An Equation of Language and Spirit: Comparative Philology and the Study of American Indian Religions

In: Method & Theory in the Study of Religion
Sarah Dees The University of Tennessee 501 McClung Tower, 1115 Volunteer Blvd., Knoxville, TN 37996-0450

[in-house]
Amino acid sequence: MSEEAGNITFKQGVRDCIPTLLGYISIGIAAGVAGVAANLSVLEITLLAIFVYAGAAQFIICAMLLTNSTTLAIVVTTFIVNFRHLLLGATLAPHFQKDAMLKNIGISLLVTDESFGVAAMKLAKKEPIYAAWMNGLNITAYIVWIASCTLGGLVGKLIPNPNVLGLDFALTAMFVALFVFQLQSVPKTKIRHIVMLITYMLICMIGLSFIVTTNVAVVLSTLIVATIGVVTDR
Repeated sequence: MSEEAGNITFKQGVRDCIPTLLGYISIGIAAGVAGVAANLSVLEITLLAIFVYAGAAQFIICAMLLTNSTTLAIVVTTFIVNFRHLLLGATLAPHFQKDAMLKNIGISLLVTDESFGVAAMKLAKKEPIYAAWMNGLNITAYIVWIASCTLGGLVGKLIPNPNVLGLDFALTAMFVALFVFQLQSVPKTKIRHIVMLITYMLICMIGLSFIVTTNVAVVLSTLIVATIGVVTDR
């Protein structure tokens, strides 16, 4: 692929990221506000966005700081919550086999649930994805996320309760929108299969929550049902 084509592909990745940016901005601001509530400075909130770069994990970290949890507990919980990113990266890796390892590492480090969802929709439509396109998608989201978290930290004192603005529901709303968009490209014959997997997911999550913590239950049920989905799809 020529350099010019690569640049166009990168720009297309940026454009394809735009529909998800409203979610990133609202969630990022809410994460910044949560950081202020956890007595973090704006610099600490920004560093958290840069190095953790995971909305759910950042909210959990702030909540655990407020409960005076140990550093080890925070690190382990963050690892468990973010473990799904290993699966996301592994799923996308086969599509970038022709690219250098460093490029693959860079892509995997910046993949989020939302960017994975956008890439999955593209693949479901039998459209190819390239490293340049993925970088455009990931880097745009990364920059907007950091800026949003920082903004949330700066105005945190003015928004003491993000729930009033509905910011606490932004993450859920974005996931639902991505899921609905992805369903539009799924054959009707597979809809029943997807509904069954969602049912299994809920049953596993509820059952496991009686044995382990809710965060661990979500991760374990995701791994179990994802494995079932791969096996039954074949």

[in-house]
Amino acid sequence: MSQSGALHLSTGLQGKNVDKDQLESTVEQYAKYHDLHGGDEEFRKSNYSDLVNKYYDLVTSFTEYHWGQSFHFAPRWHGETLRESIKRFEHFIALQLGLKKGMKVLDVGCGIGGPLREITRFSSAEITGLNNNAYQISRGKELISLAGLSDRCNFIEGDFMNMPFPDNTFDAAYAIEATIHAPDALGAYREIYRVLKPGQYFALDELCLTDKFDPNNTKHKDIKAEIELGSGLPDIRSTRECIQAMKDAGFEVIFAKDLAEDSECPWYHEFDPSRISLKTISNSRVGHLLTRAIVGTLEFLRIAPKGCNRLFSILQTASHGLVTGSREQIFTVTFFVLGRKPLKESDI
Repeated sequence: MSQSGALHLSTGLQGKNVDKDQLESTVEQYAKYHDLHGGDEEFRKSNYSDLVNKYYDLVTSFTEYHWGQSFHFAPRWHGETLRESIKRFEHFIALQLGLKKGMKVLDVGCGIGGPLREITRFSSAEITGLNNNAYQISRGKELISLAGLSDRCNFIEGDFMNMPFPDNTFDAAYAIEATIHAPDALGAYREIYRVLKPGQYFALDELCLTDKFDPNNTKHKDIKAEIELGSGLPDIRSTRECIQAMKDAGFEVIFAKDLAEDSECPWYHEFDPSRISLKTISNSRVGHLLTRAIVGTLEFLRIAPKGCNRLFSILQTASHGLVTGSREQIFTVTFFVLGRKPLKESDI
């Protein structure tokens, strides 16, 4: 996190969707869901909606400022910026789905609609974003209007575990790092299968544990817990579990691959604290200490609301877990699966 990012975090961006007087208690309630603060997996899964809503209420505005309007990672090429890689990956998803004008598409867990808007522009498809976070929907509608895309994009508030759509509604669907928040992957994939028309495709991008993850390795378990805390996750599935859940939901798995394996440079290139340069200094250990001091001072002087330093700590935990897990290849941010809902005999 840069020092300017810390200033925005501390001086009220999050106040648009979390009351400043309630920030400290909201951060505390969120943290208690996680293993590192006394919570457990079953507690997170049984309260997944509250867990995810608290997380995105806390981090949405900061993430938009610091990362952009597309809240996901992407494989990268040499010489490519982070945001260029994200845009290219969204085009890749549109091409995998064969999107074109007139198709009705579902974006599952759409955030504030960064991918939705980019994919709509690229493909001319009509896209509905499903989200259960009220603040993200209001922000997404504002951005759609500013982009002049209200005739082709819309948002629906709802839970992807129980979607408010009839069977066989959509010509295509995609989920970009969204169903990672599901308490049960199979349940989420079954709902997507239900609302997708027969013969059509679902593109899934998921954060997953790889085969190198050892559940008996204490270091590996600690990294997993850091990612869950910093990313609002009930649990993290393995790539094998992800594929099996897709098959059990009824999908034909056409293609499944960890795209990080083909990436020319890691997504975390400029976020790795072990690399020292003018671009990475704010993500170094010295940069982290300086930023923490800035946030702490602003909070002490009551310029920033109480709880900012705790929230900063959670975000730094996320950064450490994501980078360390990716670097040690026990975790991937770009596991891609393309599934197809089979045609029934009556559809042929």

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Scholars of religion frequently distinguish between the religions practiced by American Indians and non-Natives, raising a question about the role of religion in constructing and preserving notions of human difference. The present article locates key assumptions about the inherent distinction of Indigenous religions in early anthropological and linguistic research on American Indians. I demonstrate that as anthropologists studied Native cultures in the late nineteenth century, they drew on evolutionary theories of language in order to construct racialized cultural classifications. Analysis of language provided a framework and foundation for research on American Indian religions. I focus on the writings produced by the Bureau of American Ethnology (bae), led by the influential anthropologist John Wesley Powell, who directed the Bureau from 1879 to 1902. Drawing on philology, the science of language, bae researchers outlined a perceived essential difference between spiritual capacities of American Indians and non-Natives.

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